The feel of a snowboard is heavy determined by the board’s shape. Board shapes will either benefit the rider or hinder a riding depending on what type of terrain is being ridden. Freestyle boards designed for jibs, jumps, and halfpipe are generally a True Twin shape, where as most all mountain, freeriding, and powder boards have a Directional or Directional Twin / Twin Like shape.
Most common among freeride snowboards and sometimes found on all-mountain boards, the directional shape is a non-symmetrical construction designed to be mostly ridden in one direction. This means that they have a specified nose and tail; each end may differ in stiffness, shape and contact points.
Directional boards usually have a stiffer tail than nose to create a stable ride when flying down mountains. Boards that feature this shape also tend to have the binding inserts set back closer to the tail end of the board so your body weight is correctly distributed for a fast and powerful ride through deep pow.
Although this shape can be found on just about all board types, true twin dominates the freestyle scene. True twin, also known as twin tip, means that the tip and tail are identical. The symmetrical shape allows park, pipe, and street riders to perform and land technical switch tricks easier.
True twin boards open up a whole new window for freestyle snowboarders. With a nose and tail with the exact same flex patterns and measurements, riders can have complete confidence in their board when riding switch.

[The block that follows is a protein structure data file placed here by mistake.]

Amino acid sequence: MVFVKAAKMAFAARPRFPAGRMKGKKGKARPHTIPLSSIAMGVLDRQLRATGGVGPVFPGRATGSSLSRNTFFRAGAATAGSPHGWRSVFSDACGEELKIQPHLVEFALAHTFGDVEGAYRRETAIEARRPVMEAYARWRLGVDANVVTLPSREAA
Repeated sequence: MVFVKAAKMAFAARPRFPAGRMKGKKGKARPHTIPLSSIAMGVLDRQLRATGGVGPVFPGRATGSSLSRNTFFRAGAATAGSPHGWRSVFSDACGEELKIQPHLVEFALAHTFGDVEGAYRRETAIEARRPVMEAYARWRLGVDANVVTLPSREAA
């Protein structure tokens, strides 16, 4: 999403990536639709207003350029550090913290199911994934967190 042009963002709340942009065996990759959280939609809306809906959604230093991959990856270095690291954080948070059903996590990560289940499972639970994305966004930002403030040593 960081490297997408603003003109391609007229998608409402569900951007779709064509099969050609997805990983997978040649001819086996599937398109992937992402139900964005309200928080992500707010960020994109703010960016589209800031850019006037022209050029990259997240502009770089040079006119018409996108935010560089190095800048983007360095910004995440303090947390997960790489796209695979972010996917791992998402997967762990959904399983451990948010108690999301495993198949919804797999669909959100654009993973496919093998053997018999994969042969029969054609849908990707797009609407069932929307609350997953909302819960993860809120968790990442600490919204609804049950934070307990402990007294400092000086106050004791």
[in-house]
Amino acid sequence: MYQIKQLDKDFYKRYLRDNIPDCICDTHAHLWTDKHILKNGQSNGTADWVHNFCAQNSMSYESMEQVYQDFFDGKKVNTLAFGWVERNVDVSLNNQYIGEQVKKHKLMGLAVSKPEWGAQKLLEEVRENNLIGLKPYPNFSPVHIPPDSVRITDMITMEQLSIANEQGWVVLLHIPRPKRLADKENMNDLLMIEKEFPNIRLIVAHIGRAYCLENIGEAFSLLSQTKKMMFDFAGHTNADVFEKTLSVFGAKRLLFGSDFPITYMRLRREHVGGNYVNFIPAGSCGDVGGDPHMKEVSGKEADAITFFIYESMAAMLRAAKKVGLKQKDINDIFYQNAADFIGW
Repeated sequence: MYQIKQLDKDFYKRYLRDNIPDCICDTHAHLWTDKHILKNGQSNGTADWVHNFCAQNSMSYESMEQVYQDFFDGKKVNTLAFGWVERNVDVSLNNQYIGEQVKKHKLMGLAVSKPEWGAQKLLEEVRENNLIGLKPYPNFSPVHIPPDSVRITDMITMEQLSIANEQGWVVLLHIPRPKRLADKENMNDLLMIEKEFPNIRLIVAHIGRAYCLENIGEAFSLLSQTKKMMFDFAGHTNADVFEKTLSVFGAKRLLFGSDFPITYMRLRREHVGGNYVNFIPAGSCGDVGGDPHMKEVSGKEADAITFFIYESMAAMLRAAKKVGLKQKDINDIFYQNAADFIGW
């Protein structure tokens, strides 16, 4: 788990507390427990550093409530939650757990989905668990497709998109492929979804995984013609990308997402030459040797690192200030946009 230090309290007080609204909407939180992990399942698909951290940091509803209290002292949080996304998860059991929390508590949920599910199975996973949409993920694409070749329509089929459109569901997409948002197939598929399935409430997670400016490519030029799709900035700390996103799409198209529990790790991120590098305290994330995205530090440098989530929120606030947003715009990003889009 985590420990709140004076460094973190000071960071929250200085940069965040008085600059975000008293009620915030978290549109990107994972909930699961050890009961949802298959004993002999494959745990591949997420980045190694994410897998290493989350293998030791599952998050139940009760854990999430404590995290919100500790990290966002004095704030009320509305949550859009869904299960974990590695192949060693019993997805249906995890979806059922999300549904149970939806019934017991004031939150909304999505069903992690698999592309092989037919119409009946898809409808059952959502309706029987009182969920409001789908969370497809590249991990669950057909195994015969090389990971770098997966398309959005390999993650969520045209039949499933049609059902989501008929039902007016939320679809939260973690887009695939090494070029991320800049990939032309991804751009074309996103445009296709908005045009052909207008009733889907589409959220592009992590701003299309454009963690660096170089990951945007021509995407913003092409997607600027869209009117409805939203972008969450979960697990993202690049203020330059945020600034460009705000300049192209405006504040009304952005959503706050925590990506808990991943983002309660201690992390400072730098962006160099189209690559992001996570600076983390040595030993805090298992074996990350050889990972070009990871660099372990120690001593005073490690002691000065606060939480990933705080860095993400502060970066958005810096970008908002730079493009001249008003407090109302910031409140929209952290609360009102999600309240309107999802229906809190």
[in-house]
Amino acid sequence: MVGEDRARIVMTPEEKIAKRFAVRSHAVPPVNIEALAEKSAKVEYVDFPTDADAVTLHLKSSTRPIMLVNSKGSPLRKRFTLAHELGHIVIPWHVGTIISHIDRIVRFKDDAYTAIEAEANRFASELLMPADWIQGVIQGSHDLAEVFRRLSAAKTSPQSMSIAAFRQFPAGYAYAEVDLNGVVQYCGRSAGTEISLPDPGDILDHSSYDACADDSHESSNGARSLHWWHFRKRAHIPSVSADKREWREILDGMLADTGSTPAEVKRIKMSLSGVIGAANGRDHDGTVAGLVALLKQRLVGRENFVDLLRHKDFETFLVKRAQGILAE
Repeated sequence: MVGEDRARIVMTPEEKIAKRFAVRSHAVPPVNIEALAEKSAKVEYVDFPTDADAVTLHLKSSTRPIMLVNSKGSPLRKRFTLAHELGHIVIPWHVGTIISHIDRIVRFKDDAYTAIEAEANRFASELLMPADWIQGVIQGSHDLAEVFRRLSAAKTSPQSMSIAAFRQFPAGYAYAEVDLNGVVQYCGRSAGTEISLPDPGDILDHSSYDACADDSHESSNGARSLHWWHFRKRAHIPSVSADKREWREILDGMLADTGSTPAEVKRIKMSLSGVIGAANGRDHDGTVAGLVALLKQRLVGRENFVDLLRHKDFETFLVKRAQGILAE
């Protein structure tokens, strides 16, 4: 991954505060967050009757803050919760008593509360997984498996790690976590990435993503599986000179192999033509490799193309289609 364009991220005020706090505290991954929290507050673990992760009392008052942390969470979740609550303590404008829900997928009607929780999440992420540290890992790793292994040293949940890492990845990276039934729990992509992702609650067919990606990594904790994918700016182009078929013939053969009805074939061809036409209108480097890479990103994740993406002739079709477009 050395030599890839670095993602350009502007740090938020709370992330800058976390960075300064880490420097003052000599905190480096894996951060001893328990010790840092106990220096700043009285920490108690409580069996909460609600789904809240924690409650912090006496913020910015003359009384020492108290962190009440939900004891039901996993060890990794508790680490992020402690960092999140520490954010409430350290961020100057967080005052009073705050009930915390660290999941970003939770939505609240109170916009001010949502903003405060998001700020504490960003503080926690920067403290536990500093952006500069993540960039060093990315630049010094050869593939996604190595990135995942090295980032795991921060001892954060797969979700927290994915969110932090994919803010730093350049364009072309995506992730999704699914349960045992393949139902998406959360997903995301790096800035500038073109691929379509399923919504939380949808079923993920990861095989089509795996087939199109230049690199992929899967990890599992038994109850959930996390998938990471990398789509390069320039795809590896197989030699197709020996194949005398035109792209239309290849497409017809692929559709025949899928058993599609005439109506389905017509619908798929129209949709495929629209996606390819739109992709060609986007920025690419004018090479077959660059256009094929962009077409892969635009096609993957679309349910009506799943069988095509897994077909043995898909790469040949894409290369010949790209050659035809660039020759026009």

Commonly found in all-mountain boards, the directional twin shape is a great all-around board choice. Directional twin consists of a nose and tail that are different in construction. Although the tip and tail might not be exactly the same, riders may ride switch in the park or pipe without noticing any negative effects.
Directional twin boards often have a slightly longer nose than tail and could also have a softer nose than tail or a combination of the two. The added length to the nose gives you an edge when riding powder and a stiffer tail will create more stability when riding at higher speed.
Snowboard Profile Shapes
Snowboard Profile Shape refers to the base shape of an un-weighted board on a flat surface. Looking at the board from the side and you can roughly decipher what Profile Shape a board has. There are several types of Profile Shapes, all with their own purpose to help improve a rider’s performance. The information below is to be used as reference to help you decide what Profile Shape is the best fit for your riding style.
Camber is the tried and true standard for a snowboard profile. It is still the most popular camber style and will probably be around forever. A traditionally cambered board has a smooth arch underneath the middle of the board that comes down and touches the ground near the tip and tail when no additional weight is applied. When a rider straps into a cambered board, the board flattens out on the snow and creates an evenly applied pressure to the edges. This camber profile provides explosive pop and response and is good for all types of riding.
The Rocker profile has become extremely popular among freestyle riders and powder-hounds alike. This profile is the exact opposite of a traditional camber. It consists of a single central contact point that when weighted, flexes to create less edge contact on the tip and tail for easy pivoting action and all-day playfulness. The rocker is also a more forgiving camber style when landing spins, jibs and other tricks. Less edge contact means less hang up on the lips and landings. Freeride snowboarders like the rocker profile because they create a surfy feel in powder, allowing you to really slash and put up a wall of white like you’re riding the curl.